According to Pepperl+Fuch’s, Schosker, “FISCO power supplies have more active circuitry than conventional IS barriers to allow more power to be put out into the hazardous area without impacting safety. However, FISCO increases the technical requirements in the field devices and reduces the flexibility on the network.”

According to MooreHawke’s O’Neill, “FISCO products are less reliable than conventional safety barriers simply because the FISCO power supply is such a complex design.”

Pepperl+Fuch’s Schuessler summarizes the limitations as follows, “Although FISCO offers some additional power compared to the Entity approach, users still cannot enjoy the same benefits they get when using fieldbus in a general-purpose configuration. The overall cable length is theoretically limited to 1,000 meters, spurs are limited to 50 meters, and the current and voltage levels are still very low, which results in significantly shorter cable runs than the theoretical maximums…FISCO power conditioners also do not offer redundancy, nor they offer any online physical layer diagnostics.”

Nevertheless, FISCO has been gaining a degree of acceptance in fieldbus applications around the world.

At the Shell Petroleum Development Corporation’s Bonny Island Terminal Project in Nigeria, a new development comprising 24 oil storage tanks, MTL’s FISCO power supplies integrate the fieldbus segments with a Yokogawa CENTUM DCS. MTL short-circuit-protected wiring hubs are used to create IS trunk and spurs that can be “live-worked” without gas clearance procedures. Non-FISCO, ENTITY-certified IS devices are also connected to the FISCO segments.

Carbowill Spoika has employed the FNICO approach in the Zone 2 hazardous area at the company’s CO2 production plant in Wloclawek, Poland. Here, FNICO power supplies from MTL provide power to all 21 fieldbus segments. Since the entire network―both trunk and spurs―is energy-limited, technicians at the Carbowill CO2 plant can work on any part of the fieldbus segment in the hazardous area while energized, without having to obtain a gas clearance work permit. The fieldbus segments connect to fieldbus interface cards on Carbowill’s Emerson DeltaV DCS.

Who Are You Calling a Hybrid?

Pepperl+Fuchs has developed a hybrid approach that combines nonincendive techniques for the fieldbus trunk with intrinsically safe techniques for the fieldbus spurs. Pepperl+Fuchs calls this hybrid approach the “high-power trunk” concept. The hybrid approach uses nonincendive energy limits for the fieldbus trunk (where allowed) to enable more power to be available for fieldbus devices. Only the spur connections to fieldbus instruments located in IS locations are limited to IS levels. This is accomplished using short circuit-protected junction boxes with built-in barriers. Pepperl+Fuchs calls these “segment protectors” for nonincendive applications and “field barriers” for intrinsically safe applications.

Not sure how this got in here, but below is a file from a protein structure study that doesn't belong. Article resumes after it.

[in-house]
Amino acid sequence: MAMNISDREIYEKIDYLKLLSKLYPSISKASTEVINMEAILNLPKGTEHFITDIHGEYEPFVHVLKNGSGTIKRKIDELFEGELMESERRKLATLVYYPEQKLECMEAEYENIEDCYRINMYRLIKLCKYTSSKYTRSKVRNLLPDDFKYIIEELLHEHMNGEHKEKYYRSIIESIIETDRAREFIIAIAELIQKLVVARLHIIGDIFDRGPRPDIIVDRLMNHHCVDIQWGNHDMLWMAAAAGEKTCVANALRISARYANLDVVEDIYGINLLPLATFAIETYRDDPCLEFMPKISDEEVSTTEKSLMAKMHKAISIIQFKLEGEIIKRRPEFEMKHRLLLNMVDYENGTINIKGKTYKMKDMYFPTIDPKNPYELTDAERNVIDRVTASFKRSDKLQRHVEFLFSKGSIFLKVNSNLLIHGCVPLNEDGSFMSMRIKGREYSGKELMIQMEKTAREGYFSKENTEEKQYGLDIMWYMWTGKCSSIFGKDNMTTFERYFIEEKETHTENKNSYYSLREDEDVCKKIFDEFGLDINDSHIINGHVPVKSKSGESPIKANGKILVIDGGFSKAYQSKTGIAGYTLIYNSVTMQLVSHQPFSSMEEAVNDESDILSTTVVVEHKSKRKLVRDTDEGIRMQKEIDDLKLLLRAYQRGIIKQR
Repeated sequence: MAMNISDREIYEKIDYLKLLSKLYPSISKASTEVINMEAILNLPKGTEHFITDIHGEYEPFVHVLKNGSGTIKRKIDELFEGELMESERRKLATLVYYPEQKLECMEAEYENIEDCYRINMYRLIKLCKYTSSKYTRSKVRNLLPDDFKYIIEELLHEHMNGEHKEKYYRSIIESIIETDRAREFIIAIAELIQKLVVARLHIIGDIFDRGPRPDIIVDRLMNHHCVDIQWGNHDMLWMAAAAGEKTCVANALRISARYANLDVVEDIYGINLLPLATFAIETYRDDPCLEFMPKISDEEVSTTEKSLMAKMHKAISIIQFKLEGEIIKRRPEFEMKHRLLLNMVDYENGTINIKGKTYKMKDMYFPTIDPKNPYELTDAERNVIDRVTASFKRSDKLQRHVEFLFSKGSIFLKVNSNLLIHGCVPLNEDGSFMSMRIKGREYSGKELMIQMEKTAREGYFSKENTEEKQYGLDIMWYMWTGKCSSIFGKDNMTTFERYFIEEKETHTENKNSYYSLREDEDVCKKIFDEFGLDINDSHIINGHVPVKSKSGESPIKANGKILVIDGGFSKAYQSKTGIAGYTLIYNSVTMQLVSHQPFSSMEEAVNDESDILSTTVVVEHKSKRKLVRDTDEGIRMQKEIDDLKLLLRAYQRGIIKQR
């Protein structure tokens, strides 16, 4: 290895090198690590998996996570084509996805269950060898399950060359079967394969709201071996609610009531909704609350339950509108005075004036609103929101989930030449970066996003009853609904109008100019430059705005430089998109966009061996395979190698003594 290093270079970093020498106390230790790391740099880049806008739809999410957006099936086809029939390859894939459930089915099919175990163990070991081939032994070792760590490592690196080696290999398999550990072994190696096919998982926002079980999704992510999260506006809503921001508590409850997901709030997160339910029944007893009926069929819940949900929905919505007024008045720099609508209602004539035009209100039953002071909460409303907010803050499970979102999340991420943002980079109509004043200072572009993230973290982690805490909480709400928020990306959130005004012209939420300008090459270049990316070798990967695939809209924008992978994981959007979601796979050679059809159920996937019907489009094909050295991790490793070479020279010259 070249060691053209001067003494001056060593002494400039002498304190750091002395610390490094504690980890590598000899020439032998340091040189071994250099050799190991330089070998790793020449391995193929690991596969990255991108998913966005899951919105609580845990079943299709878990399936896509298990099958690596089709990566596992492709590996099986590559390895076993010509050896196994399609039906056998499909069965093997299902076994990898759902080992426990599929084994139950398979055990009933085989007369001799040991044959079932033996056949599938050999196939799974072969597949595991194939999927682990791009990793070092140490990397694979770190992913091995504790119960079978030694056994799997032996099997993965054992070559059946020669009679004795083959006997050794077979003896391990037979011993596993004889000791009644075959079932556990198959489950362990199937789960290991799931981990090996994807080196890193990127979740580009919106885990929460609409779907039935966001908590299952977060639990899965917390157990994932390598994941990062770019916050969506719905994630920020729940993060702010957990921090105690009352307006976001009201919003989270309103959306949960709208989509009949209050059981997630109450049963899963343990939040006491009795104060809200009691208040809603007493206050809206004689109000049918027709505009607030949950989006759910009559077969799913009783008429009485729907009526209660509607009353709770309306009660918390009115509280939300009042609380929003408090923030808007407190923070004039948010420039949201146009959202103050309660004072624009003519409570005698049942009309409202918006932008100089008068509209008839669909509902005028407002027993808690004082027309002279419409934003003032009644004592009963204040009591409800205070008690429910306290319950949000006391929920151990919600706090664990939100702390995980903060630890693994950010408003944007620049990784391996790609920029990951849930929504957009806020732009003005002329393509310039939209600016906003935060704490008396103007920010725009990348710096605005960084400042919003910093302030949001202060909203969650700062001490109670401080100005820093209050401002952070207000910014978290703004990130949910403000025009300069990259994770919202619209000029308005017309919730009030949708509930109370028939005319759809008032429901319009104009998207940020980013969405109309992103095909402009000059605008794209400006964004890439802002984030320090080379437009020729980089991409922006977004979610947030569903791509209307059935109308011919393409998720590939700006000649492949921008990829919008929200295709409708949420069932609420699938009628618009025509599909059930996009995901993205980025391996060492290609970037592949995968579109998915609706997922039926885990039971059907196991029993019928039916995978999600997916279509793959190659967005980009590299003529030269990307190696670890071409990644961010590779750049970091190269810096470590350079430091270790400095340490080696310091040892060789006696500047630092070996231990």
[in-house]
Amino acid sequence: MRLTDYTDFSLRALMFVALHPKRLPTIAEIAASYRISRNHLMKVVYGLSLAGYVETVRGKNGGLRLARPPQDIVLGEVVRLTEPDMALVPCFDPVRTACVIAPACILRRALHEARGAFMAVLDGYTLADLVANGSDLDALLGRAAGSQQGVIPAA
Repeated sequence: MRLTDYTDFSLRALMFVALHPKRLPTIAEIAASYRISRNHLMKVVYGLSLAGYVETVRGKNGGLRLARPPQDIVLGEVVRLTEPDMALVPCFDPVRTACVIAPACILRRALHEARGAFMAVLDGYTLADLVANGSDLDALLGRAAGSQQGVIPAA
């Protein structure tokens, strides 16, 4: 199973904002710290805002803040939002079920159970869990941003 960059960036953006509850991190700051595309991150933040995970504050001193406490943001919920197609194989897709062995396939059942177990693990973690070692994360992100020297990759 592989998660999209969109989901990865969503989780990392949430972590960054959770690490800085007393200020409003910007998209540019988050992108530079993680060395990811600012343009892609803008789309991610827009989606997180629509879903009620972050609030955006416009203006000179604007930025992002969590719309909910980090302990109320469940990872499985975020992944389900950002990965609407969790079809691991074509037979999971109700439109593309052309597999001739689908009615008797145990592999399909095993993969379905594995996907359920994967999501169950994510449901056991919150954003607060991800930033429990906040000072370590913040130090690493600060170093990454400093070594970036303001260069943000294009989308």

According to Schuessler, the high-power trunk concept, “…allows end users to get the maximum number of devices on a segment, while also being able to achieve maximum cable length. Depending on the applications, the protection (energy limitation) is done in the field, inside the junction box. By not limiting the energy on the trunk, the high power trunk concept offers the same advantages seen in general-purpose applications in hazardous location applications.”  Of course, this also means that the hybrid approach cannot be used in applications requiring an intrinsically safe trunk.

While this approach allows the fieldbus spurs to be worked on while energized without a hot work permit, this is not the case for the trunk. However, according to Schuessler, “Fieldbus users do not normally perform live maintenance on a fieldbus trunk cable because of the high risk of losing an entire segment due to a single short on the trunk cable.”

With this hybrid approach, users are free to select between instruments with either Entity or FISCO hazardous area certifications. Options are also available for users to implement power redundancy and online physical layer diagnostics not available with the FISCO approach.

Moore-Hawke’s O’Neill sees a problem with the hybrid approach, “The high power trunk looks like a great idea; unlimited segment current delivered by mechanically protected cable to field barriers which generate IS power for devices. However, the design is constrained between the maximum practical fieldbus conditioner voltage (28V) and the need to deliver 16V or so to the field barrier. It doesn't matter if the HPT can supply 1A since that 12V differential will disappear in just 12 Ohms of fieldbus cable (240 m). Nothing escapes Ohm's law!”

Let’s split the difference

Moore-Hawke has developed its own alternative approach, which the company calls, “split-architecture.”

With this design approach, the current-limiting resistor is split into two parts; one in the barrier, which is located in the non-hazardous, “safe” area, and the other in the field device coupler. This configuration enables a large current to flow in the trunk, which is then further reduced by in the resistor in the device coupler (one per spur) to allow connection to conventionally approved devices. According to Moore-Hawke, commercially available systems can demonstrate segment capabilities of at least 350mA and full compatibility with common IS device approvals. This would appear to eliminate the major issue associated with implementing fieldbus networks in hazardous locations: the number of instruments you can install per segment.